Rhymes for the Road, by Thomas Moore (1820). “Extracted from the journal of a travelling member of the Pocurante Society.” In eight extracts—

(1)Lake Geneva; (2)Fall of Venice; (3)Lord B—’s Memoirs; (4)The Ubiquitous English; (5)Florence; (6)Conspiracy of Rienzi; (7)Mary Magdalen; and (8)Rousseau.

Rhyming to Death. In 1 Henry VI. act i. sc. 1, Thomas Beaufort duke of Exeter, speaking about the death of Henry V., says, “Must we think that the subtle-witted French conjurors and sorcerers, out of fear of him, ‘by magic verses have contrived his end’?” The notion of killing by incantation was at one time very common.

Irishmen…will not stick to affirme that they can rime either man or beast to death.—Reginald Scot: Discoverie of Witchcraft (1564).

Ribbon. The yellow ribbon, in France, indicates that the wearer has won a médaille militaire (instituted by Napoleon III. as a minor decoration of the Legion of Honour).

N. B.—The red ribbon marks a chevalier of the Legion of Honour. A rosette indicates a higher grade than that of chevalier.

Ribbonism, the name given to the principles of a secret society in Ireland, organized about 1820, to retaliate on landlords any injuries done to their tenants. Many agrarian murders were (1858-71) attributed to the ribbonmen.

Ribemont, the bravest and noblest of the French host in the battle of Poitiers. He alone dares confess that the English are a brave people. In the battle he is slain by lord Audley.—Shirley: Edward the Black Prince (1640).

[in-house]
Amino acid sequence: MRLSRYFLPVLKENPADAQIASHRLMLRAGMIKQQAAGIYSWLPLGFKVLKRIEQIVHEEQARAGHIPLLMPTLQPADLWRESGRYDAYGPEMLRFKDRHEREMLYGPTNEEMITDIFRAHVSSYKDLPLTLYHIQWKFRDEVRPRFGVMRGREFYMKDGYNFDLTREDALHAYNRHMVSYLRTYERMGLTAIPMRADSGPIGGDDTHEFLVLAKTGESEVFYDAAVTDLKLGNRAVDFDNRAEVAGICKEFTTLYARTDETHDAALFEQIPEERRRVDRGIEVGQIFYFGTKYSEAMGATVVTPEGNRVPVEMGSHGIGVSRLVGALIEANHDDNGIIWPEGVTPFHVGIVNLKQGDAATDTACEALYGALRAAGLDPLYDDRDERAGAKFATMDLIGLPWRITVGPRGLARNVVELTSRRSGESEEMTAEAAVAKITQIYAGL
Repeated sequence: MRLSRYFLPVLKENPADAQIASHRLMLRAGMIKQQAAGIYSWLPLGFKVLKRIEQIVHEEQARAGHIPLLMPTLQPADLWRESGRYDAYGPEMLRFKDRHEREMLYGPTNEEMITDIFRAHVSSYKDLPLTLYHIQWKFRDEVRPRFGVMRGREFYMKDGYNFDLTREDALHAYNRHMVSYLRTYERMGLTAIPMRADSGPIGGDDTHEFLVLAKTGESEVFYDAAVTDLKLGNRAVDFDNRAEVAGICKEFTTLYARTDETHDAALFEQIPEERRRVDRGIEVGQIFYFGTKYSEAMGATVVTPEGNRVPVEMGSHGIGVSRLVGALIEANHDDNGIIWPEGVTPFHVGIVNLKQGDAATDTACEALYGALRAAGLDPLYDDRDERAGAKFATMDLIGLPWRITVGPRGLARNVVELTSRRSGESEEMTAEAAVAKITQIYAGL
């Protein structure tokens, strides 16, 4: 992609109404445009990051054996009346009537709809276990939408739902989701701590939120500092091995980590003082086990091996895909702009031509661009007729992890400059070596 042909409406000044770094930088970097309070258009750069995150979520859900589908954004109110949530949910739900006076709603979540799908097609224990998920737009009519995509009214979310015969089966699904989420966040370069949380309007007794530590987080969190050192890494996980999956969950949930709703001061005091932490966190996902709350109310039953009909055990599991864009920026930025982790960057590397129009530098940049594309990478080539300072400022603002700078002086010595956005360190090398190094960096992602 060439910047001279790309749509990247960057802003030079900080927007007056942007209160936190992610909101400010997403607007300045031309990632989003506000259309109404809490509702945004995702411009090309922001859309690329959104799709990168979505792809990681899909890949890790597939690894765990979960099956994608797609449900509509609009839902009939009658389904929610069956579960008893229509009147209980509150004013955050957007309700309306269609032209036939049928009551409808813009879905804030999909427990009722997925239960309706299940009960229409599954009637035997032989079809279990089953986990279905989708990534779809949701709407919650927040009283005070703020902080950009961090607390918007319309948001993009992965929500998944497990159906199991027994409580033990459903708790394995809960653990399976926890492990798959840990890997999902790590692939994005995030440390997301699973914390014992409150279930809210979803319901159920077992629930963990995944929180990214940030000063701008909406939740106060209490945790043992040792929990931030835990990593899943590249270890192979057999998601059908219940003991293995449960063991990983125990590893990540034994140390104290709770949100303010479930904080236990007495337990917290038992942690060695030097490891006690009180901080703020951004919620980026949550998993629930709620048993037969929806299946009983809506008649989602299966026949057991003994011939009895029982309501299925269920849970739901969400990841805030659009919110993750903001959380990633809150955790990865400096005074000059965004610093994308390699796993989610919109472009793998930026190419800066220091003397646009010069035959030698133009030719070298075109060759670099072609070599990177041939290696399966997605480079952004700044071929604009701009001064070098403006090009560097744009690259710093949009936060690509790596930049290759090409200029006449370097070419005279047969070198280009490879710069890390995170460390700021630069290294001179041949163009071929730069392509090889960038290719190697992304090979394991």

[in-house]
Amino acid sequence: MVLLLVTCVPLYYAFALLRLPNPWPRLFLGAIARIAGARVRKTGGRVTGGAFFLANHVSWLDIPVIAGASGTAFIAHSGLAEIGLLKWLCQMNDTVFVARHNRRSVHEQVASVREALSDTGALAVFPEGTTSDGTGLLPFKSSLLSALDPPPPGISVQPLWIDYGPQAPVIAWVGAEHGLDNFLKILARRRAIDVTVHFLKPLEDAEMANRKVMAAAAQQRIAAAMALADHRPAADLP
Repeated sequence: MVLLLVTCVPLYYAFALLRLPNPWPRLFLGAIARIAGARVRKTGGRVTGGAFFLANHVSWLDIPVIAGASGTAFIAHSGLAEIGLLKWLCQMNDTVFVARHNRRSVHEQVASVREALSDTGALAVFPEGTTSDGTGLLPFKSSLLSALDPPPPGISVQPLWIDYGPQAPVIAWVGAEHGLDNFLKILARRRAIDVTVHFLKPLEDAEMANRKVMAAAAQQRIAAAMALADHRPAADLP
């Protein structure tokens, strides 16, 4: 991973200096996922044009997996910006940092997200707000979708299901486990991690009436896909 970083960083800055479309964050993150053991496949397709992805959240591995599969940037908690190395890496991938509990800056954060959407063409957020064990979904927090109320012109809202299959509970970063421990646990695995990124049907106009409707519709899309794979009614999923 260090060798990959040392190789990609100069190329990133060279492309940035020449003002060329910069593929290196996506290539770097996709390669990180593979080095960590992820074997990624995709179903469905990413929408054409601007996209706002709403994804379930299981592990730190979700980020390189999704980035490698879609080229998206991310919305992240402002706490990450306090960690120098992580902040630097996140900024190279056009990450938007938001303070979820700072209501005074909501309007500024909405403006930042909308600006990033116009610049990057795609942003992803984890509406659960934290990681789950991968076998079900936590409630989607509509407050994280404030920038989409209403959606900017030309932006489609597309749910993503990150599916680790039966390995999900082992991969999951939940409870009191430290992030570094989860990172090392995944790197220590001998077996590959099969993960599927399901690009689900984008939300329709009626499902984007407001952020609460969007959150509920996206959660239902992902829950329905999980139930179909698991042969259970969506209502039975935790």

Ribemont (Count), in The Siege of Calais, by Colman.

Riccabocca (Dr.), an eccentricity in lord Lytton’s My Novel. Though a cynic he is tender-hearted, and though a sage is most simple-minded. He loves his pipe, carries a red umbrella, and is ever ready with his Machiavellian proverbs (1853).

Riccardo, commander of Plymouth fortress; a puritan to whom lord Walton has promised his daughter Elvira in marriage. Riccardo learns that the lady is in love with Arthur Talbot, and when Arthur is taken prisoner by Cromwell’s soldiers, Riccardo promises to use his efforts to obtain his pardon. This, however, is not needful, for Cromwell, feeling quite secure of his position, orders all the captives of war to be released. Richard is the Italian form of sir Richard Forth.—Bellini: I Puritani (opera, 1834).

Ricciardetto, son of Aymon, and brother of Bradamante.—Ariosto: Orlando Furioso (1516).

Rice. Eating rice with a bodkin. Aminê, the beautiful wife of Sidi Nouman, ate rice with a bodkin, but she was a ghoul. (See Amine, p. 37.)

Richard, a fine, honest lad, by trade a smith. He marries on New Year’s Day, Meg, the daughter of Toby Veck.—Dickens: The Chimes (1844).

Richard (Squire), eldest son of sir Francis Wronghead of Bumper Hall. A country bumpkin, wholly ignorant of the world and of literature.—Vanbrugh and Cibber: The Provoked Husband (1727).

Robert Wetherilt [1708–1745] came to Drury Lane a boy, where he showed his rising genius in the part of “squire Richard.”—Chetwood: History of the Stage.

Richard (Poor). (See under Poor.)

  By PanEris using Melati.

Previous chapter/page Back Home Email this Search Discuss Bookmark Next chapter/page
Copyright: All texts on Bibliomania are © Bibliomania.com Ltd, and may not be reproduced in any form without our written permission.
See our FAQ for more details.